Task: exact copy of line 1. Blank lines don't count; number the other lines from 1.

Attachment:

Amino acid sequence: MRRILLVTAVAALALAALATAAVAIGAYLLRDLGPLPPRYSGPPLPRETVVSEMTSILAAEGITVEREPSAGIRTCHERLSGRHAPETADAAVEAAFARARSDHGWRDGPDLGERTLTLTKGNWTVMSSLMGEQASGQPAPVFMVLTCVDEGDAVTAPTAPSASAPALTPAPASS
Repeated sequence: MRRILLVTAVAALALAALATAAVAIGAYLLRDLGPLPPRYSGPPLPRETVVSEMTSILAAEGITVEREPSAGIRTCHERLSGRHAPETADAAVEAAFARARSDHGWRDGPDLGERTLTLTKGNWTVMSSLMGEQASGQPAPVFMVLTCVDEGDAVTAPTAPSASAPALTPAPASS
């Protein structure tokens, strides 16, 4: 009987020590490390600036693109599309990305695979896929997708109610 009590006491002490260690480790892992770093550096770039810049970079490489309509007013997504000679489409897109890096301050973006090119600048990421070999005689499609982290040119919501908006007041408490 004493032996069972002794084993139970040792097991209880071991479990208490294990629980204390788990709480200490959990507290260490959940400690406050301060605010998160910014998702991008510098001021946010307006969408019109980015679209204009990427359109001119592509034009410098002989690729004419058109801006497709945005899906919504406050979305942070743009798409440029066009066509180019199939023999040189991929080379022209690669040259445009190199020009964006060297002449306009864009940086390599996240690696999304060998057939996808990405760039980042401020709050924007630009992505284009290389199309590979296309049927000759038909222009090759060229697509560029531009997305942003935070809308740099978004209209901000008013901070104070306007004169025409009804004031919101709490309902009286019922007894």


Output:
Amino acid sequence: MRRILLVTAVAALALAALATAAVAIGAYLLRDLGPLPPRYSGPPLPRETVVSEMTSILAAEGITVEREPSAGIRTCHERLSGRHAPETADAAVEAAFARARSDHGWRDGPDLGERTLTLTKGNWTVMSSLMGEQASGQPAPVFMVLTCVDEGDAVTAPTAPSASAPALTPAPASS